Rebuilt Identity: In Progress

I’ve been reading this book by Chris Abani. Abani is a Nigerian-American writer. His mother was very English. But His father, Nigerian, so where is the American in him? Well–he lives in the United States. And he has done for years. He is American now.

The book I’m reading is called The Secret History of Las Vegas. It’s brilliantly written, though one of the creepier books I’ve ever picked up. It’s a novel about a man who does studies on psychopathy. A scary topic, to say the least.

Chris Abani has a TED Talk he did some years ago. 2008, actually. It is about humanity. But it’s also about how Africa is constantly in a state of rebuilding itself and it’s identity. in this TED Talk for instance, he explained that, until the genocide in Rwanda, the word for rape and marriage were actually the same. There may have been a difference in the context the word was used that changed it’s meaning, but this reflects a culture that accepted rape on a scale not seen for many hundred years in the western world. However, after the genocide, a word was created for this act in Rwanda. And this thing was rebuilt not as marriage, but as a crime and atrocity, and it was done so by women.

Abani speaks of apartheid a lot. And to think partied only ended in 1991, and even then, all the laws were only abolished in 1994. And it hasn’t been so long. What identity does South Africa have? What must it rebuild for it’s citizens and those who call it home. Apartheid was an era that rivals the monstrosities of the Third Reich, yet most people ignore it, or do not know about it. It feels like ancient history for many.

But in South Africa, in Africa at large, the repercussions of apartheid are still being felt. It is still a dangerous country, a dangerous continent, rife with civil unrest.

Abani brings these issues to his novels. He reminds readers that the struggles of Africa are the same struggles of the western and eastern worlds. They are human rights. They are constantly being rebuilt.

9/14/15 Breeze (Part 4)

They kept showing the crash. Usually the second one. Footage of the first plane hadn’t been available. The second plane hit the second tower again and again and again. Tyler was sick of seeing it. He was sick of his soggy cereal and he was sick of Brent’s constant movement.

Brent would sit down, then stand up, grab a glass of water from the kitchen. Sit again. Stand again, pace back and forth, answer the phone. Talk to someone. Sit down. Stand up. Get another glass of water.

The phone rang again. Brent answered it. He seemed eager to do so.

“Yes,” he said. “Yes, she went to work. No. I don’t know. . . yes. He’s here. Here. Tyler it’s Grandma. She wants to talk to you.”

Brent walked the phone over and handed it to Tyler.

“Hello?” he said.

“Hey Tyler, how’s it going?” asked Grandma. Her voice was creaky like wooden floors or the front door of their house.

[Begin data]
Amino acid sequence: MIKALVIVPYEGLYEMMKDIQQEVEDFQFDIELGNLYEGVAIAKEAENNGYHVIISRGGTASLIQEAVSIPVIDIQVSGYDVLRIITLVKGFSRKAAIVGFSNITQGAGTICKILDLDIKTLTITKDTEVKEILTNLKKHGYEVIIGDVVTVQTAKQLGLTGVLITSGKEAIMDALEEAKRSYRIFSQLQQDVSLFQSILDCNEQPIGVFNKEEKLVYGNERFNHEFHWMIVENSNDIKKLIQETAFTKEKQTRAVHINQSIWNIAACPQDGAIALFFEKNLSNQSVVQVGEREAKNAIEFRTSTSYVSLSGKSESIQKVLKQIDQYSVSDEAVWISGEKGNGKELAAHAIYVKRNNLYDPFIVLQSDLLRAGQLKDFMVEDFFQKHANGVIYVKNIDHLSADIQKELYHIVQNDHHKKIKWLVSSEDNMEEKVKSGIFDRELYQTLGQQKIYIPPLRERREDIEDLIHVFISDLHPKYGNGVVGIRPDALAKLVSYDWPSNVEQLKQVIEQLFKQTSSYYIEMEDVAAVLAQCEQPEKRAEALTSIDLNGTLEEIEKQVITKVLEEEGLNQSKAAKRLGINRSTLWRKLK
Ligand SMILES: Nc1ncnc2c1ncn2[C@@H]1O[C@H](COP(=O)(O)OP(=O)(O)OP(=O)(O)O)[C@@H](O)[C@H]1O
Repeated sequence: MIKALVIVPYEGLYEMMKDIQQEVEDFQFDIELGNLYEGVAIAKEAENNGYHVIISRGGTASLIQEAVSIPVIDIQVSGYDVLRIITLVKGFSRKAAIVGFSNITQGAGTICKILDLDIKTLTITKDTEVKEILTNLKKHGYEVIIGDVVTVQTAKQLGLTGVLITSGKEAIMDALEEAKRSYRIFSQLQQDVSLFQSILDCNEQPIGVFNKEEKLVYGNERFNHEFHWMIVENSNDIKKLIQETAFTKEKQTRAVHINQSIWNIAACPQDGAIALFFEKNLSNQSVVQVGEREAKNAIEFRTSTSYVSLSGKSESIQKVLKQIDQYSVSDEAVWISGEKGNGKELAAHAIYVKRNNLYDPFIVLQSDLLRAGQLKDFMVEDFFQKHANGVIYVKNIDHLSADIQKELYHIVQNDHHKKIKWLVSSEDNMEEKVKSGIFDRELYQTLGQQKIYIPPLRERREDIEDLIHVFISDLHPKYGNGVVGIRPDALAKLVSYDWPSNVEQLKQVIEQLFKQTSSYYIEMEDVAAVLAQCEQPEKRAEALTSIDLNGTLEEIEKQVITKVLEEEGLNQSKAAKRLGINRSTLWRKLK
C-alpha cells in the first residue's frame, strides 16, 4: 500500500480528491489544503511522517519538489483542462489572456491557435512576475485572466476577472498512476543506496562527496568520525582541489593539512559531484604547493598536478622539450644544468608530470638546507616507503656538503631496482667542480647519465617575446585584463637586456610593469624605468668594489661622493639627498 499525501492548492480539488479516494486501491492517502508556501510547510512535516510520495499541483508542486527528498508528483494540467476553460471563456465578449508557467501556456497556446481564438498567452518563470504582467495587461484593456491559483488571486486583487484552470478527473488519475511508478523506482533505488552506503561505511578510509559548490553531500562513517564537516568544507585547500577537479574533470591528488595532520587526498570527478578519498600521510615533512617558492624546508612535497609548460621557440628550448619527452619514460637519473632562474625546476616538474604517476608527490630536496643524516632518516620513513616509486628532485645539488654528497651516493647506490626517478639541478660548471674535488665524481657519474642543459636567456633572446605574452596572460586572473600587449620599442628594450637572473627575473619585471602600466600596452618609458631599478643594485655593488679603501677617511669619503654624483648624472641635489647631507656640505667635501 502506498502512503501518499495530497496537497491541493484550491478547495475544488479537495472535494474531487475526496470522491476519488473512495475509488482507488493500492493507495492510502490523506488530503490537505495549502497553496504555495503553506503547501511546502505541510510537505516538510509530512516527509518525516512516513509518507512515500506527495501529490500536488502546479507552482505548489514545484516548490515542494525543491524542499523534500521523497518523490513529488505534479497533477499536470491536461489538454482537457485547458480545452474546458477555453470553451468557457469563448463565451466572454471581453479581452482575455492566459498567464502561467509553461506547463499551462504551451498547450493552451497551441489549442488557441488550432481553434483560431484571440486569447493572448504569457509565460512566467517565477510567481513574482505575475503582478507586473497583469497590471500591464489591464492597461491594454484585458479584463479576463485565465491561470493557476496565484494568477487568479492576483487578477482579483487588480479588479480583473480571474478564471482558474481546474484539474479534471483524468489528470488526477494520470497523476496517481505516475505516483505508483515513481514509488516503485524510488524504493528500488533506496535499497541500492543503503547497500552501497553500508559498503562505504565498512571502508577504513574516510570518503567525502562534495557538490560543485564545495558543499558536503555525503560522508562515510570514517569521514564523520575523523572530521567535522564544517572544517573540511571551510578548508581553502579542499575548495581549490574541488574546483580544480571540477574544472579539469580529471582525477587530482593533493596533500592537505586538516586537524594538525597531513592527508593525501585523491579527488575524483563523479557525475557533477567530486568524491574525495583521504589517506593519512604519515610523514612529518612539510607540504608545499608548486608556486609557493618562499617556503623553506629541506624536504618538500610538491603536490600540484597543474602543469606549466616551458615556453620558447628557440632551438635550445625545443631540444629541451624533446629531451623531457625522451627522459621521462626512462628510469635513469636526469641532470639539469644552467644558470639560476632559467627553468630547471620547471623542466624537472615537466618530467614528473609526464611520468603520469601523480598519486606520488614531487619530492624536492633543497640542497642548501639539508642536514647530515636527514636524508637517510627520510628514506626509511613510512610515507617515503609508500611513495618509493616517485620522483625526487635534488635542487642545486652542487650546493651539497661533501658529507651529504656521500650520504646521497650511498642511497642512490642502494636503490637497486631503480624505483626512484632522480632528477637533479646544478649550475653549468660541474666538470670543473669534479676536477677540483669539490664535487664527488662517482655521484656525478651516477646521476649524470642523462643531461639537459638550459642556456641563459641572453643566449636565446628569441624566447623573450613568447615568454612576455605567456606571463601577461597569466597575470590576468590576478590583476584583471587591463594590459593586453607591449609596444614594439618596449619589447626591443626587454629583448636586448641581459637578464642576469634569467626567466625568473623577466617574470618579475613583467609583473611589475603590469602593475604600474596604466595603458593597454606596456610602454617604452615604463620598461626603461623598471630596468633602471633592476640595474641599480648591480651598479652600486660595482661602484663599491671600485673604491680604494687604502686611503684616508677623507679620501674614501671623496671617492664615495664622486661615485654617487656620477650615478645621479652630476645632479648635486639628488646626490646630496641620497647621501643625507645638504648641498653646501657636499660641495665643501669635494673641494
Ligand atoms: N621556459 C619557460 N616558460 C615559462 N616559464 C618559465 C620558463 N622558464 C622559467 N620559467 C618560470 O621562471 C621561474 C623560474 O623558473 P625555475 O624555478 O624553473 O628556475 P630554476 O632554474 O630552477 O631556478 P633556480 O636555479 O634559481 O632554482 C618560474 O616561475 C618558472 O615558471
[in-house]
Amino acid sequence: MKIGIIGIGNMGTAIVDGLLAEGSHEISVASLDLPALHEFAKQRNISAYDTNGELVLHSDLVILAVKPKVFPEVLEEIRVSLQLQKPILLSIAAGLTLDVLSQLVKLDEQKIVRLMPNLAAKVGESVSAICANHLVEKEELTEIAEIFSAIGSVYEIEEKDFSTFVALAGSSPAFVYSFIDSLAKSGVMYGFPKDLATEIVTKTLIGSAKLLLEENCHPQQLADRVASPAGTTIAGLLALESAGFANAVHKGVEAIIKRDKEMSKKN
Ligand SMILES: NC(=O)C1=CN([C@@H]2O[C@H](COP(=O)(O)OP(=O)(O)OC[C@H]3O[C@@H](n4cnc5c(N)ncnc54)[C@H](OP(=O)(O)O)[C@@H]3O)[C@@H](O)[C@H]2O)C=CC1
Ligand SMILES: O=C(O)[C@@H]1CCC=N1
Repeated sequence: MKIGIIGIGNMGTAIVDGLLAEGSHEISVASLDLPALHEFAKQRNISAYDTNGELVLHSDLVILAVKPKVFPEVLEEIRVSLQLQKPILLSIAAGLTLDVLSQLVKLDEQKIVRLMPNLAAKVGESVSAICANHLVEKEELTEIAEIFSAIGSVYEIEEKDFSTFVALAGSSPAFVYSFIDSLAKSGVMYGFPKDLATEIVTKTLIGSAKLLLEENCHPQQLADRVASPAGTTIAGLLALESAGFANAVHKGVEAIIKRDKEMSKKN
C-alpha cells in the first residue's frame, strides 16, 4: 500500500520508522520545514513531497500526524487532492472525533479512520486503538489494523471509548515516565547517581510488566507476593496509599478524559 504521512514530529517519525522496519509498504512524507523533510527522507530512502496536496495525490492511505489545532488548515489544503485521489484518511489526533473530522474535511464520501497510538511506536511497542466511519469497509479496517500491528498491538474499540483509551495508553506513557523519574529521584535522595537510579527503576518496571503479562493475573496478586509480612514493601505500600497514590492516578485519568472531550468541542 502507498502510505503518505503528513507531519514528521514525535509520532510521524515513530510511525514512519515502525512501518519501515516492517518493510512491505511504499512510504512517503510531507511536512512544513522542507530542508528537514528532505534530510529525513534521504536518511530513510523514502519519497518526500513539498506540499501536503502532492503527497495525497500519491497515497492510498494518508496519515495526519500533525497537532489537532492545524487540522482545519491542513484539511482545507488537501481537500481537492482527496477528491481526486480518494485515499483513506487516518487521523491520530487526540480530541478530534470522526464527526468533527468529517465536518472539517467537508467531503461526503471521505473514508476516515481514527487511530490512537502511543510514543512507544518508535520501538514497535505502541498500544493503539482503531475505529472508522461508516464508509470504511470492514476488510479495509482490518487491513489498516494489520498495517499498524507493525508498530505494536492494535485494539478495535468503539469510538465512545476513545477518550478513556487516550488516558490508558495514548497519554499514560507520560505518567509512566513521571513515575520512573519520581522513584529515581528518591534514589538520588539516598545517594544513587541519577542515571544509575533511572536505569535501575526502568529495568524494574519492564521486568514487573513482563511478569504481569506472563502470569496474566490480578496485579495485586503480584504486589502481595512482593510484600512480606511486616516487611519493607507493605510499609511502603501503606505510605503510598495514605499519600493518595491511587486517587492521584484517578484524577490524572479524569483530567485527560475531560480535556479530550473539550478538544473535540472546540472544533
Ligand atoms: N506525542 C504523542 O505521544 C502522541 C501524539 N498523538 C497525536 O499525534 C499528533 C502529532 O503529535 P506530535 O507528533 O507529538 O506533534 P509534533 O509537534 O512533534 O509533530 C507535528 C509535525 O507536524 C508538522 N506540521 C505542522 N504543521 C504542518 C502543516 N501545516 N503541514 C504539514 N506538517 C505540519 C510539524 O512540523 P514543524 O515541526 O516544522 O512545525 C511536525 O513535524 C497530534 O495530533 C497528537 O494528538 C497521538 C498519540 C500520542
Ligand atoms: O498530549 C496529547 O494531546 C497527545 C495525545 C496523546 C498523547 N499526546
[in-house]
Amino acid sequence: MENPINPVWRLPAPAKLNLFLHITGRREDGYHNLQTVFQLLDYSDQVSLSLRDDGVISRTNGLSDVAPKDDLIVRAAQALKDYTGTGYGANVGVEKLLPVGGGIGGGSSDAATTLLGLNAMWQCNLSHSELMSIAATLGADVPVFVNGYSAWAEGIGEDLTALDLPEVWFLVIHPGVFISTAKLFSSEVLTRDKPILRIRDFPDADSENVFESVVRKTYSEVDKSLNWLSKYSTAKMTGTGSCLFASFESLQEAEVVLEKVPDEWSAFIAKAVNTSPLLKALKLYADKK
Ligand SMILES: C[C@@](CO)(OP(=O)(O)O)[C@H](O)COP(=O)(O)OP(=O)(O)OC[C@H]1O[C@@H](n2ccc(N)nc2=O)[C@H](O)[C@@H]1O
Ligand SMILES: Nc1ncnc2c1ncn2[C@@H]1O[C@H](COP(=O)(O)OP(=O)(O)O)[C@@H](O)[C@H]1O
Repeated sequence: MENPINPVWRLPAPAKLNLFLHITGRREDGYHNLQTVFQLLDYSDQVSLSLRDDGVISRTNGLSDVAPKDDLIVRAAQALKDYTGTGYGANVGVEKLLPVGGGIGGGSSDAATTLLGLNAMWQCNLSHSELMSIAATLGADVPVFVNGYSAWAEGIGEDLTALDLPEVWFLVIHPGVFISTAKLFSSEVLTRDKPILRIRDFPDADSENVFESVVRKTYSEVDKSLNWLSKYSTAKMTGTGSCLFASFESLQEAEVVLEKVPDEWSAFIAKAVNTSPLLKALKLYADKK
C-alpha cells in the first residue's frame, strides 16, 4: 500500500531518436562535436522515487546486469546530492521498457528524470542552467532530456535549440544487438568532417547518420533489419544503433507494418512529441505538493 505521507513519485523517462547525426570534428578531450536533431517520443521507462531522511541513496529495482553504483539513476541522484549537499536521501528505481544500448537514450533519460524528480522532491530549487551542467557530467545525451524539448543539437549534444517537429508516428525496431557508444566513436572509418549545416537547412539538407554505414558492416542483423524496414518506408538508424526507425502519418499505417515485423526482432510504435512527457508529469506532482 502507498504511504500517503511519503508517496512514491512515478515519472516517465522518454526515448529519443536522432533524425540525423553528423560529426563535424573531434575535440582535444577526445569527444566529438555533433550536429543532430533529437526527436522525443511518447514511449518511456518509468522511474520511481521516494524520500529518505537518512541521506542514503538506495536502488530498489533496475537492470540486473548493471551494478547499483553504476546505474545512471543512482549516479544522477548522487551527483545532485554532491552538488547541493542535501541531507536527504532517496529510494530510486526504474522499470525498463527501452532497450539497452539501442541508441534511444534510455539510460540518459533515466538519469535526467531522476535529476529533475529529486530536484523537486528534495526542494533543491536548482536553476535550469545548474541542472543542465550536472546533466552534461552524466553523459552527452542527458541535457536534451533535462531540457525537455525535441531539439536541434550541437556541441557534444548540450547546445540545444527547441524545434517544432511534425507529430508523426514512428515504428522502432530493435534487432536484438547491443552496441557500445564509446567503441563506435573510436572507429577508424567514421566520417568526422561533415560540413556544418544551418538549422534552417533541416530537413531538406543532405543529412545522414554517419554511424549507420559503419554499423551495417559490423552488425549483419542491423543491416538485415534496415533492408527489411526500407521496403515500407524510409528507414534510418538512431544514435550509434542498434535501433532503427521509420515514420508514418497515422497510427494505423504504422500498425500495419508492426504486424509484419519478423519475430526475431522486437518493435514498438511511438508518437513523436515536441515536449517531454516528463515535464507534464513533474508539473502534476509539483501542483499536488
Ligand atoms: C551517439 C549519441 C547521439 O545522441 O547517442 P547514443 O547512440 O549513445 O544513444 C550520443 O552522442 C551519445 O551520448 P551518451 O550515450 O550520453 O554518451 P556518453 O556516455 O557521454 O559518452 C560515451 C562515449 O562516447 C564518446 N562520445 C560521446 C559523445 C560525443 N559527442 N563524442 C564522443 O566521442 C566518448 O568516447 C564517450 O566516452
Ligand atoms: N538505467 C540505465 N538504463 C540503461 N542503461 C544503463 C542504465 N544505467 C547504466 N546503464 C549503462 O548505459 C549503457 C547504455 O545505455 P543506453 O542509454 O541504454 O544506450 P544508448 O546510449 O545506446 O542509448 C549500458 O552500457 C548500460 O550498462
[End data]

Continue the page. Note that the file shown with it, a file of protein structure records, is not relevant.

“It’s okay,” he said.

“Are you scared?” she asked.


“You’re not?”


“That’s good. Is Brent looking after you?”

The doorbell rang. Brent went to get it.

“Yes,” said Tyler.

“Come in, Andy. Thank’s for coming–I—”

Tyler could hear Brent talking. Then his father’s voice. “Thank you for agreeing.”

“You know I love you very much,” creaked Grandma.

“Okay,” said Tyler. “My dad is here.”

“Oh, you’re father is there?”


Brent came back from the front door. Tyler’s dad right behind. He was dressed in a long black coat that almost reached his knees. His hair was short and slick. His smile was wide, but Tyler could tell it didn’t reach his eyes.

“Hey buddy,” he said bending down and opening his arms.

“Dad’s here!” Tyler nearly yelled into the phone, and lept off the couch into his father’s arms.

Without saying goodbye Tyler handed the phone back to Brent, who took it and said something into it, but Tyler didn’t care what it was.

“Good to see you, dude,” said his father. “You keeping Brent company on your day off from school?”

“Yep,” said Tyler, as though he was only there because Brent needed him. Tyler’s dad always made him feel brave and strong and really tough, because Dad was so tough also. He was the toughest person Tyler knew.

“That’s good, tough guy,” said Dad. “Has your mother called yet?” he asked.

“I don’t think so.”

“Okay. Okay.”

For the first time Tyler saw Dad’s smile falter.

“Dad,” said Tyler, “Guess what?”


“Mom is getting married.”

Dad’s renewed smile faltered once again. “–She–She is?”

“Yeah, Brent showed her the ring yesterday.”

Dad paused a moment. His eyes darted past Tyler where Brent was on the phone. “Well,” said Dad. “That’s great. She must be excited.”

Tyler nodded. “Did you see what happened?” he asked.

“The planes?” said Dad.

“Yeah, it was like,” Tyler made a flying sound and his hand turned into an airplane before it crashed into an imaginary building.

“Yes,” said Dad. “I saw the TV.”

6/13/15 Love Is A Deep Root

Love is not an unknown.

It is just buried deep inside.

Love is not mysterious to the heart.

It is mysterious to the mind.

Love, it is true, is a deep root.

It is something we all must dig to find, choose to tug, and pull up from those depths (and many of you will know), this is sometimes a messy task. Not always pretty, but the dirt and mud on our hands, if we pull enough, is more rewarding than any taproot too painful to explore. For when the hands are washed love is clean and true, if only we accept it.

We come here today to celebrate this capacity.

The love for our friends–the love they have for us.

And, most of all, the love they have for each other.